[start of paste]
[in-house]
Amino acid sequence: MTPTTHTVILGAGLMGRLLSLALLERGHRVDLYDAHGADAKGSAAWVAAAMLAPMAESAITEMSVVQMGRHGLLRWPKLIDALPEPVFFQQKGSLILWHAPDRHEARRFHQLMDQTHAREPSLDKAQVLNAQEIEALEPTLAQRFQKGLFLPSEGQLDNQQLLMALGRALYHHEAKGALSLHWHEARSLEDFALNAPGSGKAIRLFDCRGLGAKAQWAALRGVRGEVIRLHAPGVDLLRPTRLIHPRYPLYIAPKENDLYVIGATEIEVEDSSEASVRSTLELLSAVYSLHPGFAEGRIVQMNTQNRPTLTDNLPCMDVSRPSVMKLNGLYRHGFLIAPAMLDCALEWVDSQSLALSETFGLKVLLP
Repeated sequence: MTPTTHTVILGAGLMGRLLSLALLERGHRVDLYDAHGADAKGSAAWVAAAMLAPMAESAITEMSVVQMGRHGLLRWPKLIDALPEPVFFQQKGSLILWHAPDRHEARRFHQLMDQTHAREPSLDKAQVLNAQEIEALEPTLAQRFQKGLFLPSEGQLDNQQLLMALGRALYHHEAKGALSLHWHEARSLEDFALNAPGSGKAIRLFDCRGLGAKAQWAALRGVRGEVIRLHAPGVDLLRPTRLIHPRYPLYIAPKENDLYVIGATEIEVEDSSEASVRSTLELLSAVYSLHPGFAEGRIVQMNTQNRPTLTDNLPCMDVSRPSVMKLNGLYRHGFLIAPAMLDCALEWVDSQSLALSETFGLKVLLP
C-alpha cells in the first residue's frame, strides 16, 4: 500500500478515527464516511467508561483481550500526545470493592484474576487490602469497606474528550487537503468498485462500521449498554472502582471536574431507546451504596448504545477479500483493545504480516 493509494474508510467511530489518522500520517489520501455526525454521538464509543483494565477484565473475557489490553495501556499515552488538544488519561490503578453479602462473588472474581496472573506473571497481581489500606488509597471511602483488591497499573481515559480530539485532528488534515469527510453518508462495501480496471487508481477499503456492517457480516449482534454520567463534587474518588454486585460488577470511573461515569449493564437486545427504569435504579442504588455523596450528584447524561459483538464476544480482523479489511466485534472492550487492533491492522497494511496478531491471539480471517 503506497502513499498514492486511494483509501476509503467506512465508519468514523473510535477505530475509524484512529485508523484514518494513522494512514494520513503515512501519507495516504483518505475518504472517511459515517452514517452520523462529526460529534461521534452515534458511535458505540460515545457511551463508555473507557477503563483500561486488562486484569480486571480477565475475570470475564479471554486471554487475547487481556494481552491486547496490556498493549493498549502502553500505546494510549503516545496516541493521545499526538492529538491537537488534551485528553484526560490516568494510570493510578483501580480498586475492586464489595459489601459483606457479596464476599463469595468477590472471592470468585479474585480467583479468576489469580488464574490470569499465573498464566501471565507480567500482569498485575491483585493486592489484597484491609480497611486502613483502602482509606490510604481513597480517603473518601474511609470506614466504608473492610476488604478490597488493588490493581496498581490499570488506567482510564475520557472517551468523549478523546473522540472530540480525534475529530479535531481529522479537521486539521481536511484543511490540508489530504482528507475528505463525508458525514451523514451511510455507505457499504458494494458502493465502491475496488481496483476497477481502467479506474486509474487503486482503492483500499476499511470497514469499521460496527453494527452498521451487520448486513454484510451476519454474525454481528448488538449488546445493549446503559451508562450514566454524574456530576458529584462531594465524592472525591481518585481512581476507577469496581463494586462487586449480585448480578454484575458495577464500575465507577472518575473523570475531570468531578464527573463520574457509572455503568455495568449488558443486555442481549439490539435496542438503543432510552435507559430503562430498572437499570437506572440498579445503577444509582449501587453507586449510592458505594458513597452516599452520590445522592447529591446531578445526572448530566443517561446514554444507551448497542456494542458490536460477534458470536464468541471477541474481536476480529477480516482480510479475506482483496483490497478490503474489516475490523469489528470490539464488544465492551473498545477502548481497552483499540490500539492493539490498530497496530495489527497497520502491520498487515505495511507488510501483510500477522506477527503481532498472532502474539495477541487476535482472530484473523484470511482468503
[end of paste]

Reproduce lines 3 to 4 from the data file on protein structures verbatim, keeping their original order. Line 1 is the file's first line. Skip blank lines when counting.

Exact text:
Repeated sequence: MTPTTHTVILGAGLMGRLLSLALLERGHRVDLYDAHGADAKGSAAWVAAAMLAPMAESAITEMSVVQMGRHGLLRWPKLIDALPEPVFFQQKGSLILWHAPDRHEARRFHQLMDQTHAREPSLDKAQVLNAQEIEALEPTLAQRFQKGLFLPSEGQLDNQQLLMALGRALYHHEAKGALSLHWHEARSLEDFALNAPGSGKAIRLFDCRGLGAKAQWAALRGVRGEVIRLHAPGVDLLRPTRLIHPRYPLYIAPKENDLYVIGATEIEVEDSSEASVRSTLELLSAVYSLHPGFAEGRIVQMNTQNRPTLTDNLPCMDVSRPSVMKLNGLYRHGFLIAPAMLDCALEWVDSQSLALSETFGLKVLLP
C-alpha cells in the first residue's frame, strides 16, 4: 500500500478515527464516511467508561483481550500526545470493592484474576487490602469497606474528550487537503468498485462500521449498554472502582471536574431507546451504596448504545477479500483493545504480516 493509494474508510467511530489518522500520517489520501455526525454521538464509543483494565477484565473475557489490553495501556499515552488538544488519561490503578453479602462473588472474581496472573506473571497481581489500606488509597471511602483488591497499573481515559480530539485532528488534515469527510453518508462495501480496471487508481477499503456492517457480516449482534454520567463534587474518588454486585460488577470511573461515569449493564437486545427504569435504579442504588455523596450528584447524561459483538464476544480482523479489511466485534472492550487492533491492522497494511496478531491471539480471517 503506497502513499498514492486511494483509501476509503467506512465508519468514523473510535477505530475509524484512529485508523484514518494513522494512514494520513503515512501519507495516504483518505475518504472517511459515517452514517452520523462529526460529534461521534452515534458511535458505540460515545457511551463508555473507557477503563483500561486488562486484569480486571480477565475475570470475564479471554486471554487475547487481556494481552491486547496490556498493549493498549502502553500505546494510549503516545496516541493521545499526538492529538491537537488534551485528553484526560490516568494510570493510578483501580480498586475492586464489595459489601459483606457479596464476599463469595468477590472471592470468585479474585480467583479468576489469580488464574490470569499465573498464566501471565507480567500482569498485575491483585493486592489484597484491609480497611486502613483502602482509606490510604481513597480517603473518601474511609470506614466504608473492610476488604478490597488493588490493581496498581490499570488506567482510564475520557472517551468523549478523546473522540472530540480525534475529530479535531481529522479537521486539521481536511484543511490540508489530504482528507475528505463525508458525514451523514451511510455507505457499504458494494458502493465502491475496488481496483476497477481502467479506474486509474487503486482503492483500499476499511470497514469499521460496527453494527452498521451487520448486513454484510451476519454474525454481528448488538449488546445493549446503559451508562450514566454524574456530576458529584462531594465524592472525591481518585481512581476507577469496581463494586462487586449480585448480578454484575458495577464500575465507577472518575473523570475531570468531578464527573463520574457509572455503568455495568449488558443486555442481549439490539435496542438503543432510552435507559430503562430498572437499570437506572440498579445503577444509582449501587453507586449510592458505594458513597452516599452520590445522592447529591446531578445526572448530566443517561446514554444507551448497542456494542458490536460477534458470536464468541471477541474481536476480529477480516482480510479475506482483496483490497478490503474489516475490523469489528470490539464488544465492551473498545477502548481497552483499540490500539492493539490498530497496530495489527497497520502491520498487515505495511507488510501483510500477522506477527503481532498472532502474539495477541487476535482472530484473523484470511482468503